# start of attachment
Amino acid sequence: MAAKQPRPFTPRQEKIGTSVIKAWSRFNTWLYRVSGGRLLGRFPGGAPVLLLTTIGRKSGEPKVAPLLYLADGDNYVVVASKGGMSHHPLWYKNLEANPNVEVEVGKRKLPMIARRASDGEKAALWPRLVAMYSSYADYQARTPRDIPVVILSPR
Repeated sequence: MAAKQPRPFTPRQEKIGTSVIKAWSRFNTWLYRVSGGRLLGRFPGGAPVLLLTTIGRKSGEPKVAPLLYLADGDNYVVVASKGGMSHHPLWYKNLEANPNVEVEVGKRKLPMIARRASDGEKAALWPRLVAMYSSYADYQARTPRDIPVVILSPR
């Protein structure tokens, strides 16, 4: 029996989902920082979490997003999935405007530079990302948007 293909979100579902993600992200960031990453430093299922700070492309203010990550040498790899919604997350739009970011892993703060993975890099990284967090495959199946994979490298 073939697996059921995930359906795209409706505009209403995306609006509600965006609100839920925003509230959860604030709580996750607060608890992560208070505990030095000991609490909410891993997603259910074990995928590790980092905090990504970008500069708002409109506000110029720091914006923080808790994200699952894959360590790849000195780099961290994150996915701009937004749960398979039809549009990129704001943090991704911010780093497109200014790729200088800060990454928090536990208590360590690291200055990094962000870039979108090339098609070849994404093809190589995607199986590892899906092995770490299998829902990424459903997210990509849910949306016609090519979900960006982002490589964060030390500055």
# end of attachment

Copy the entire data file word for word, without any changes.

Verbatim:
Amino acid sequence: MAAKQPRPFTPRQEKIGTSVIKAWSRFNTWLYRVSGGRLLGRFPGGAPVLLLTTIGRKSGEPKVAPLLYLADGDNYVVVASKGGMSHHPLWYKNLEANPNVEVEVGKRKLPMIARRASDGEKAALWPRLVAMYSSYADYQARTPRDIPVVILSPR
Repeated sequence: MAAKQPRPFTPRQEKIGTSVIKAWSRFNTWLYRVSGGRLLGRFPGGAPVLLLTTIGRKSGEPKVAPLLYLADGDNYVVVASKGGMSHHPLWYKNLEANPNVEVEVGKRKLPMIARRASDGEKAALWPRLVAMYSSYADYQARTPRDIPVVILSPR
């Protein structure tokens, strides 16, 4: 029996989902920082979490997003999935405007530079990302948007 293909979100579902993600992200960031990453430093299922700070492309203010990550040498790899919604997350739009970011892993703060993975890099990284967090495959199946994979490298 073939697996059921995930359906795209409706505009209403995306609006509600965006609100839920925003509230959860604030709580996750607060608890992560208070505990030095000991609490909410891993997603259910074990995928590790980092905090990504970008500069708002409109506000110029720091914006923080808790994200699952894959360590790849000195780099961290994150996915701009937004749960398979039809549009990129704001943090991704911010780093497109200014790729200088800060990454928090536990208590360590690291200055990094962000870039979108090339098609070849994404093809190589995607199986590892899906092995770490299998829902990424459903997210990509849910949306016609090519979900960006982002490589964060030390500055």